The Multiple Measures Assessment Project (MMAP) is a collaborative effort led by the RP Group and Educational Results Partnerships’ Cal-PASS Plus system, with support from the CCCCO.
The more than ten million students attending community colleges represent nearly half of all students in higher education in the United States each year. Along with millions of additional students at open access four-year institutions, these students arrive at college at a variety of levels of preparation, critically requiring accurate assessment of student readiness for college-level work. The vast majority of open access institutions rely primarily, if not exclusively, on standardized placement exams to make initial course placement decisions The results of these exams typically place two thirds of community college students (and more than 85% in California) into one or more developmental or remedial courses. Placement into developmental education can help provide students additional preparation for college-level work but research increasingly demonstrates that very few students placed into developmental education complete the sequence in that discipline, much less any meaningful educational outcome despite very substantial direct and opportunity costs.
However, placement tests are only weakly correlated with course and college outcomes and as many as one-third of students placed into remedial courses could have earned a B or higher in an associated college-level course. Further, despite the costs of time and resources, assignment to developmental education, if anything, reduces students’ likelihood of completion among otherwise identical students, particularly among those severely misplaced. As a result, colleges and systems have increasingly explored alternative methods introducing additional or “multiple” measures into admission, assessment, and placement into college-level work, relying on evidence, for example, that among both two-year and four-year institutions, high school GPA is a stronger predictor of course performance as well as college GPA, persistence, and graduation. Very promising evidence suggests that students’ placed into college-level coursework using multiple measures (e.g., students with a B- or better overall high school GPA) appear to perform just as well or better than students placed into the courses by standardized placement tests and to complete the college-level courses much sooner, saving, on average, 1-2 semesters of unnecessary developmental education per student and completing the college-level course in the sequence at rates between two to five times higher than students placed via usual procedures. Moreover, the effects appear to be shared across demographic groups, even showing evidence of potential to reduce equity gaps in the achievement of early educational milestones for underrepresented students of color.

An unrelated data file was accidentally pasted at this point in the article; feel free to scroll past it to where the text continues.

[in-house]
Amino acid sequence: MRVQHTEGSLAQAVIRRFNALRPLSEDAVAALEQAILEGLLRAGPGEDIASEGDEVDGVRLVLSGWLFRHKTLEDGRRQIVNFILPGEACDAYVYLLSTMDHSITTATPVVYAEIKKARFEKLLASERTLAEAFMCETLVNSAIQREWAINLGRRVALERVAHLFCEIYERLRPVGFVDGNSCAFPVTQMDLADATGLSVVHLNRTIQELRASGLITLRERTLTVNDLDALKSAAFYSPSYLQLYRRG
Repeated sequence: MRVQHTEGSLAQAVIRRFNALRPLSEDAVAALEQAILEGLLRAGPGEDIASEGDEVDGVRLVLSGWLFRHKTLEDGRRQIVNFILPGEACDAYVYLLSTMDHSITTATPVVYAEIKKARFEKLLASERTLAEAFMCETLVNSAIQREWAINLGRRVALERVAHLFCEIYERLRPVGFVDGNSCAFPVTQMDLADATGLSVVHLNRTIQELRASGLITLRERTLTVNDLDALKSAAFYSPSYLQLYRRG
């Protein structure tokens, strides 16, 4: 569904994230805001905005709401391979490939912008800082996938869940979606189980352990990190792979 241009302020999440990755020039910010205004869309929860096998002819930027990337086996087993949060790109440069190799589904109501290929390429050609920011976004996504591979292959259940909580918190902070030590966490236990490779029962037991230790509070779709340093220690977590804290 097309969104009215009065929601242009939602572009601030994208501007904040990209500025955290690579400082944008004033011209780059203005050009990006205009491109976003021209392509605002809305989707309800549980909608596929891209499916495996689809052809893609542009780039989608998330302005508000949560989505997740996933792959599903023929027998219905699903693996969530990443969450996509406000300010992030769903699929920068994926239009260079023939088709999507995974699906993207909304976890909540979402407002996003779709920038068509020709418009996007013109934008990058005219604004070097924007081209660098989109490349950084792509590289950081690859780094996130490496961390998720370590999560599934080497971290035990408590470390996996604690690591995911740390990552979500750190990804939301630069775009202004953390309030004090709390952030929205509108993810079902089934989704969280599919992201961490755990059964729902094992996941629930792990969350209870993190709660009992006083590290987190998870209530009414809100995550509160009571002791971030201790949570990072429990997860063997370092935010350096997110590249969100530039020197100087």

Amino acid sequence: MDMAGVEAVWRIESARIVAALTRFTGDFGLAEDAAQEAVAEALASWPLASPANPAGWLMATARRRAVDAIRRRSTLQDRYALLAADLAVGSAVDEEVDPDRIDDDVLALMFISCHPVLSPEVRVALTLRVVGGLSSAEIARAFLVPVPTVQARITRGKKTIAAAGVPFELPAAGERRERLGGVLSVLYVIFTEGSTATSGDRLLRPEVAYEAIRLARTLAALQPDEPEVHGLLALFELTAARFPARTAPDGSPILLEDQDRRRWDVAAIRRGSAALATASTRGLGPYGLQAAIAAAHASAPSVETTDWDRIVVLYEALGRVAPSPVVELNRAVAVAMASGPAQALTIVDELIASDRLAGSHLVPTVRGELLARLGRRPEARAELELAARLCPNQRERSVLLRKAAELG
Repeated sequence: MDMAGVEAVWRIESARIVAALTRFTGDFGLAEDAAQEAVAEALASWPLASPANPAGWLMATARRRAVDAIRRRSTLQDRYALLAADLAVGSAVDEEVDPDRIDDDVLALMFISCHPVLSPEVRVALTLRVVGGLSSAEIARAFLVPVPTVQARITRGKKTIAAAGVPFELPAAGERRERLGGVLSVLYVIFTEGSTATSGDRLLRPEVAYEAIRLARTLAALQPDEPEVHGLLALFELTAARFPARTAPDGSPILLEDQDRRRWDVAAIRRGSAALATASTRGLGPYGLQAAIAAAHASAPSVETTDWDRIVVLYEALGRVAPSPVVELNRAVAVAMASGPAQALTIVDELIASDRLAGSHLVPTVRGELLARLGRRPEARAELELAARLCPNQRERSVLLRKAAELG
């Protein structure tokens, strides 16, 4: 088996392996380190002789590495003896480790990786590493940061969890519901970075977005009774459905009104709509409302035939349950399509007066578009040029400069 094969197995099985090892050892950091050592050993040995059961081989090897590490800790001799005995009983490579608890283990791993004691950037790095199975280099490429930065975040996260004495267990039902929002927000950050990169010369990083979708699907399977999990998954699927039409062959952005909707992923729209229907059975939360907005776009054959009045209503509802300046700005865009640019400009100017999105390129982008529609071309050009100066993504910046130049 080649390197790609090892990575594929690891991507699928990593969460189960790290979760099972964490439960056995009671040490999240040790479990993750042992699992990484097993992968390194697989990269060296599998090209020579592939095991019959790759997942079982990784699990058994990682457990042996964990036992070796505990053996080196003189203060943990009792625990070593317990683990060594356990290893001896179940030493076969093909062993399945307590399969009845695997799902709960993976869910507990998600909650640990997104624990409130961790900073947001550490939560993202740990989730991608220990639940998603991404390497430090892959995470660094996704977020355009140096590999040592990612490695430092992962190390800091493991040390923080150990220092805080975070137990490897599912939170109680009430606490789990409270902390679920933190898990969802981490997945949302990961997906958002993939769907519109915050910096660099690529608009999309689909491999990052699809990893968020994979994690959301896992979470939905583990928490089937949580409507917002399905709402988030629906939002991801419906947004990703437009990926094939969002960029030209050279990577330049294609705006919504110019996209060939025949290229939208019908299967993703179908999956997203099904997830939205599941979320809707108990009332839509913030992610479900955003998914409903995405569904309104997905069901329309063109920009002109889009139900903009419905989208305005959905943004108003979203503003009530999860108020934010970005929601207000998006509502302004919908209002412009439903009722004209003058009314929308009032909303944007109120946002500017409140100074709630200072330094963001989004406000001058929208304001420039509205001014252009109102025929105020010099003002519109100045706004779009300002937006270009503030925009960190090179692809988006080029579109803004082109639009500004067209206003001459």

Although the research is exceptionally promising with powerful implications for transformation of student outcomes and meaningful potential for significant reduction in college costs to students and to the state and federal governments, to date the research has been either largely predictive or, among what little evaluation of the effectiveness of these alternative placement practices has occurred, has continued to rely exclusively on either convenience samples or various correlational research techniques, forestalling more widespread adoption awaiting more definitive evidence. Given the enormous scale of both the direct and opportunity costs of developmental education ($4.6 billion in Pell grants alone for students placed into developmental education) and the number of states in the process of implementing this or highly similar developmental reforms at or near scale, this project seeks to address this pressing research question more directly with a multi-site, randomized controlled trial of the use of evidence-based multiple measures to increase the accuracy of placement in open access higher education in cooperation with multiple colleges in three states that are at early stages of adoption.
Decision Rules and Analysis Code
Phase II Rule Sets
Updated - Phase 2 Decision Rules for English, Math, Reading and ESL (May, 2016) - This document is the summary of decision rules for placing students in English, Math (now including Trigonometry), Reading, and ESL (Top Level L1) from the second phase of the project.
Math Decision Trees Output - Phase 2 (April 2016)- This document provides decision tree output used for the creation of high school transcript based placement rules for Phase 2 of the multiple measures project.
English Decision Trees Output - Phase 2 (January, 2016) - This document provides decision tree output used for the creation of English high school transcript based placement rules for Phase 2 of the multiple measures project.
Reading Decision Trees Output - Phase 2 (May, 2016) - This document provides decision tree output used for the creation of Reading high school transcript based placement rules for Phase 2 of the multiple measures project.
ESL Decision Trees Output - Phase 2 (March, 2016) - This document provides decision tree output used for the creation of ESL high school transcript based placement rules for Phase 2 of the multiple measures project.
Phase 2 Decision Rules - Presentation with examples of the phase 2 rule sets - Presented at the October 2015 In-Person Convenings
Creating College Level Decision Rules
Retrospective Analysis – This R Code can be used to create the decision rules for your college using the Retrospective file from Cal-PASS Plus
Visit this page below to find numerous practical tools for implementing multiple measures as well as publications, presentations, webinars, etc. produced by the project.